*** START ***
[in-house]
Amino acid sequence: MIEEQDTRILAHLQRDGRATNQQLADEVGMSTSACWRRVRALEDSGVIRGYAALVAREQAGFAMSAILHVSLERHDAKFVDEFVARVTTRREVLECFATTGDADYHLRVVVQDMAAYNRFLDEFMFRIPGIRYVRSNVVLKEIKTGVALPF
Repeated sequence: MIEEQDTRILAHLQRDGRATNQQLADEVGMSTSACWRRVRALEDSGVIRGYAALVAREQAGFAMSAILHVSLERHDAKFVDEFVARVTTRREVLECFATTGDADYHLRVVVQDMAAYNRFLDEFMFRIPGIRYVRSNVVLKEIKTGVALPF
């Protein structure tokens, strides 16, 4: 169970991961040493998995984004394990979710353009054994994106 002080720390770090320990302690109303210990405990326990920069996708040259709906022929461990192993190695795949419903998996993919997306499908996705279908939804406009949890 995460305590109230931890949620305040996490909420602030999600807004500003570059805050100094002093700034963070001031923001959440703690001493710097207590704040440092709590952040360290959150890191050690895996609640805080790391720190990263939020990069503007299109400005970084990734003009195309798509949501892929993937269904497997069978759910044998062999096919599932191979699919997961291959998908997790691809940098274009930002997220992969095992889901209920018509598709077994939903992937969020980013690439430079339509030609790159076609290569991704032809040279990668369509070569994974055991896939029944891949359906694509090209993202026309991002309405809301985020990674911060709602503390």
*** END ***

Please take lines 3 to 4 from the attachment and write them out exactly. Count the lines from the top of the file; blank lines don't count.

Repeated sequence: MIEEQDTRILAHLQRDGRATNQQLADEVGMSTSACWRRVRALEDSGVIRGYAALVAREQAGFAMSAILHVSLERHDAKFVDEFVARVTTRREVLECFATTGDADYHLRVVVQDMAAYNRFLDEFMFRIPGIRYVRSNVVLKEIKTGVALPF
């Protein structure tokens, strides 16, 4: 169970991961040493998995984004394990979710353009054994994106 002080720390770090320990302690109303210990405990326990920069996708040259709906022929461990192993190695795949419903998996993919997306499908996705279908939804406009949890 995460305590109230931890949620305040996490909420602030999600807004500003570059805050100094002093700034963070001031923001959440703690001493710097207590704040440092709590952040360290959150890191050690895996609640805080790391720190990263939020990069503007299109400005970084990734003009195309798509949501892929993937269904497997069978759910044998062999096919599932191979699919997961291959998908997790691809940098274009930002997220992969095992889901209920018509598709077994939903992937969020980013690439430079339509030609790159076609290569991704032809040279990668369509070569994974055991896939029944891949359906694509090209993202026309991002309405809301985020990674911060709602503390």